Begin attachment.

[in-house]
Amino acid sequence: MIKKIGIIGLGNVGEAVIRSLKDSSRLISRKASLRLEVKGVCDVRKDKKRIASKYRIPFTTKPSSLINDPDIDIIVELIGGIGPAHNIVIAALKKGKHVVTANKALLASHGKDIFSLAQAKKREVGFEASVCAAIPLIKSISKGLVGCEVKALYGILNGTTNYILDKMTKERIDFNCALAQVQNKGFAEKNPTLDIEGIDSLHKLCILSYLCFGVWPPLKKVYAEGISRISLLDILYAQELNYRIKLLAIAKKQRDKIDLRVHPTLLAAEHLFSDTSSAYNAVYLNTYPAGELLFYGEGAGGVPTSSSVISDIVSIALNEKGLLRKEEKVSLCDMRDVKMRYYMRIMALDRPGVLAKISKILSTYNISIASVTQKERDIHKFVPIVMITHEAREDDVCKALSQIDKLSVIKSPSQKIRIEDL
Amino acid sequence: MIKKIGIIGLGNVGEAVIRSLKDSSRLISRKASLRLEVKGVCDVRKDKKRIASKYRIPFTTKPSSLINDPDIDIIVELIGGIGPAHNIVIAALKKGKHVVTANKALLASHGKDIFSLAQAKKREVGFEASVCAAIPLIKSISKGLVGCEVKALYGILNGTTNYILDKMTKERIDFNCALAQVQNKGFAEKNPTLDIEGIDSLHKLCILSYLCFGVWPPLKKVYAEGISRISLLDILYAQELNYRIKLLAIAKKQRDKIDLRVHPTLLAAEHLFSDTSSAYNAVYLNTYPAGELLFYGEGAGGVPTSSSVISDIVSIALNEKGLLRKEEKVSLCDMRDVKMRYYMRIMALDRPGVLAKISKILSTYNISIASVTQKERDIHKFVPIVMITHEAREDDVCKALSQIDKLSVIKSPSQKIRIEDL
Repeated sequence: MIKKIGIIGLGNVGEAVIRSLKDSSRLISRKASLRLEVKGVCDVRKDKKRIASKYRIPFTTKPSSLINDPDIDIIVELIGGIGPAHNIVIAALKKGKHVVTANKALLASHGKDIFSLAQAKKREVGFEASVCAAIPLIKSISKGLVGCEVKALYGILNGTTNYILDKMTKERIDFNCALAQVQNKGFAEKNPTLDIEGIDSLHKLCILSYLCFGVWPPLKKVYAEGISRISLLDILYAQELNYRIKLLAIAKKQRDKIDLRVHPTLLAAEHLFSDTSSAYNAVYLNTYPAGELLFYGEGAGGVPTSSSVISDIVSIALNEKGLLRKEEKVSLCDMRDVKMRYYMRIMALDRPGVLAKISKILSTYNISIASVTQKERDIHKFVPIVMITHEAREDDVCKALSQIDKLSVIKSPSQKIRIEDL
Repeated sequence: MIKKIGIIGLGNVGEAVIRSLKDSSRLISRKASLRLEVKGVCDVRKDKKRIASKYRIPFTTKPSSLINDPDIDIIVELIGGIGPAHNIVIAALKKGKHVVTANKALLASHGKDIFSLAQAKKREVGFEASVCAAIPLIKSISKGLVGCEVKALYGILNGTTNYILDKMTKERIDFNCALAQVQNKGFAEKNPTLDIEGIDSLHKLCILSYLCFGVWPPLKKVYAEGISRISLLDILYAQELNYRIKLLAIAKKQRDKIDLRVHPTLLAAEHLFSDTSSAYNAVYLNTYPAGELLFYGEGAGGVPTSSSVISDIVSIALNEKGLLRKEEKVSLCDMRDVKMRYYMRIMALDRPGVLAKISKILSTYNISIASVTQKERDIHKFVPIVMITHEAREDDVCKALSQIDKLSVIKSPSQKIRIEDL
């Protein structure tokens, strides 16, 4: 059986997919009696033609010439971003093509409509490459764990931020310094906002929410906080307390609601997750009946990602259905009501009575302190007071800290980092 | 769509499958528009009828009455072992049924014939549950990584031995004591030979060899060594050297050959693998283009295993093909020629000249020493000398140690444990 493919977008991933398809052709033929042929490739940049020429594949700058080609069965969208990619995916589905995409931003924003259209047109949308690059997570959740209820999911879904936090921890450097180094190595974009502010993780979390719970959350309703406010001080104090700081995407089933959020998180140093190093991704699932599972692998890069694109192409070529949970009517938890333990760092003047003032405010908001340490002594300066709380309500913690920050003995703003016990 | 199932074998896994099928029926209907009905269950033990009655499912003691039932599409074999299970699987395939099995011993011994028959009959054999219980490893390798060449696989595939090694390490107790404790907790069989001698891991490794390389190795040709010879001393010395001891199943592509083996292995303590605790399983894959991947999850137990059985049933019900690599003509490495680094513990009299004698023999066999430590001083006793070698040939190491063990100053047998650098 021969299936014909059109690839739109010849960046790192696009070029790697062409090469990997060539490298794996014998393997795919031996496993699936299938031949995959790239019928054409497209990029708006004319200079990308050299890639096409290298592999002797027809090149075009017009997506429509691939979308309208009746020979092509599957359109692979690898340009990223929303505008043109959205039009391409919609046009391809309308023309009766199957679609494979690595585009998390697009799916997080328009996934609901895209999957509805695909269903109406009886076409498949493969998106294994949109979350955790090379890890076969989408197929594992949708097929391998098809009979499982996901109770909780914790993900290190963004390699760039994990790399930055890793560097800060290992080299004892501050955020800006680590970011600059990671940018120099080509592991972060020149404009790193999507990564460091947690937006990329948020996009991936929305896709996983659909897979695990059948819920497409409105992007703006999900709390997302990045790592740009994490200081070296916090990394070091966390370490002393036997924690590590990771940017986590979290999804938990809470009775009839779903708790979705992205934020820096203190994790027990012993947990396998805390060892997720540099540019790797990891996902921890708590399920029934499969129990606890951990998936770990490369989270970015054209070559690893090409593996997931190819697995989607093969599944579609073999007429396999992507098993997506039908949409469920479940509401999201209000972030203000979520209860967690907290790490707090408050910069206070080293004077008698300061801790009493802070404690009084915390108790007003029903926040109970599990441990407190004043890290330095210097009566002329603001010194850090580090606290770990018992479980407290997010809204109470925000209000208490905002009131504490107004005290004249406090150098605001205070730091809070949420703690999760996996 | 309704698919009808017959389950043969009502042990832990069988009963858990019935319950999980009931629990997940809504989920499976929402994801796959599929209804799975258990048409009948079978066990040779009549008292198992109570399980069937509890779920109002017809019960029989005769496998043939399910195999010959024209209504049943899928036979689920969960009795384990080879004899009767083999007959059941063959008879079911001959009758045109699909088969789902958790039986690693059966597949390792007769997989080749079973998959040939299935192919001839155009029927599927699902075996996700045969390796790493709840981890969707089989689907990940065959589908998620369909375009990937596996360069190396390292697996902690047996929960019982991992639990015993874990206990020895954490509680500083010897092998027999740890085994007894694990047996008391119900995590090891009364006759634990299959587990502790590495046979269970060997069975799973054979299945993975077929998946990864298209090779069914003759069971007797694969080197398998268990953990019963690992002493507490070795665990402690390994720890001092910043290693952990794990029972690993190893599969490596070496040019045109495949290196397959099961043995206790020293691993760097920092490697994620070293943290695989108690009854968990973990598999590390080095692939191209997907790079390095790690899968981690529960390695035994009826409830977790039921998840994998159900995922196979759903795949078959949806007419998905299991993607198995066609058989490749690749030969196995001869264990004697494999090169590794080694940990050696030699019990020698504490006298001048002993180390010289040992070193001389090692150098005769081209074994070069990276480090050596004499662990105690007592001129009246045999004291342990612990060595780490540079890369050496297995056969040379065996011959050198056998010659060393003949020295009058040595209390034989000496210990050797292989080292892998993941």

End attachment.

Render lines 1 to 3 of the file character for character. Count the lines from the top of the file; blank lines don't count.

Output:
[in-house]
Amino acid sequence: MIKKIGIIGLGNVGEAVIRSLKDSSRLISRKASLRLEVKGVCDVRKDKKRIASKYRIPFTTKPSSLINDPDIDIIVELIGGIGPAHNIVIAALKKGKHVVTANKALLASHGKDIFSLAQAKKREVGFEASVCAAIPLIKSISKGLVGCEVKALYGILNGTTNYILDKMTKERIDFNCALAQVQNKGFAEKNPTLDIEGIDSLHKLCILSYLCFGVWPPLKKVYAEGISRISLLDILYAQELNYRIKLLAIAKKQRDKIDLRVHPTLLAAEHLFSDTSSAYNAVYLNTYPAGELLFYGEGAGGVPTSSSVISDIVSIALNEKGLLRKEEKVSLCDMRDVKMRYYMRIMALDRPGVLAKISKILSTYNISIASVTQKERDIHKFVPIVMITHEAREDDVCKALSQIDKLSVIKSPSQKIRIEDL
Amino acid sequence: MIKKIGIIGLGNVGEAVIRSLKDSSRLISRKASLRLEVKGVCDVRKDKKRIASKYRIPFTTKPSSLINDPDIDIIVELIGGIGPAHNIVIAALKKGKHVVTANKALLASHGKDIFSLAQAKKREVGFEASVCAAIPLIKSISKGLVGCEVKALYGILNGTTNYILDKMTKERIDFNCALAQVQNKGFAEKNPTLDIEGIDSLHKLCILSYLCFGVWPPLKKVYAEGISRISLLDILYAQELNYRIKLLAIAKKQRDKIDLRVHPTLLAAEHLFSDTSSAYNAVYLNTYPAGELLFYGEGAGGVPTSSSVISDIVSIALNEKGLLRKEEKVSLCDMRDVKMRYYMRIMALDRPGVLAKISKILSTYNISIASVTQKERDIHKFVPIVMITHEAREDDVCKALSQIDKLSVIKSPSQKIRIEDL